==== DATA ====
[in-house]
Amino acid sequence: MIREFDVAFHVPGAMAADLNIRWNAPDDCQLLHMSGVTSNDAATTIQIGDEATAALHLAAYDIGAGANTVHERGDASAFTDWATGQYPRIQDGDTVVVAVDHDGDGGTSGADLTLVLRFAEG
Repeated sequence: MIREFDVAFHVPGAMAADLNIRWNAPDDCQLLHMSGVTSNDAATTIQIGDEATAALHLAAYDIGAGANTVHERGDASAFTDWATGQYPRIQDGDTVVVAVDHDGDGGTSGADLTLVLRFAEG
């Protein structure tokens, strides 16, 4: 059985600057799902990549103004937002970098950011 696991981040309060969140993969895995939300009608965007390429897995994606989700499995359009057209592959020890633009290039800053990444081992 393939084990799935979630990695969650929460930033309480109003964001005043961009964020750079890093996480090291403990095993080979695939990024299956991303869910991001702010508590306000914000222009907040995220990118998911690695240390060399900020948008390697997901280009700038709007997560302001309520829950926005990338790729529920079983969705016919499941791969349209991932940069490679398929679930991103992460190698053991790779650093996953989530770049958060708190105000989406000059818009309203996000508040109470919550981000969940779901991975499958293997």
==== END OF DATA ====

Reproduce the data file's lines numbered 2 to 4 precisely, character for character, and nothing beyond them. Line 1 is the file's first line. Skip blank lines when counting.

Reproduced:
Amino acid sequence: MIREFDVAFHVPGAMAADLNIRWNAPDDCQLLHMSGVTSNDAATTIQIGDEATAALHLAAYDIGAGANTVHERGDASAFTDWATGQYPRIQDGDTVVVAVDHDGDGGTSGADLTLVLRFAEG
Repeated sequence: MIREFDVAFHVPGAMAADLNIRWNAPDDCQLLHMSGVTSNDAATTIQIGDEATAALHLAAYDIGAGANTVHERGDASAFTDWATGQYPRIQDGDTVVVAVDHDGDGGTSGADLTLVLRFAEG
């Protein structure tokens, strides 16, 4: 059985600057799902990549103004937002970098950011 696991981040309060969140993969895995939300009608965007390429897995994606989700499995359009057209592959020890633009290039800053990444081992 393939084990799935979630990695969650929460930033309480109003964001005043961009964020750079890093996480090291403990095993080979695939990024299956991303869910991001702010508590306000914000222009907040995220990118998911690695240390060399900020948008390697997901280009700038709007997560302001309520829950926005990338790729529920079983969705016919499941791969349209991932940069490679398929679930991103992460190698053991790779650093996953989530770049958060708190105000989406000059818009309203996000508040109470919550981000969940779901991975499958293997």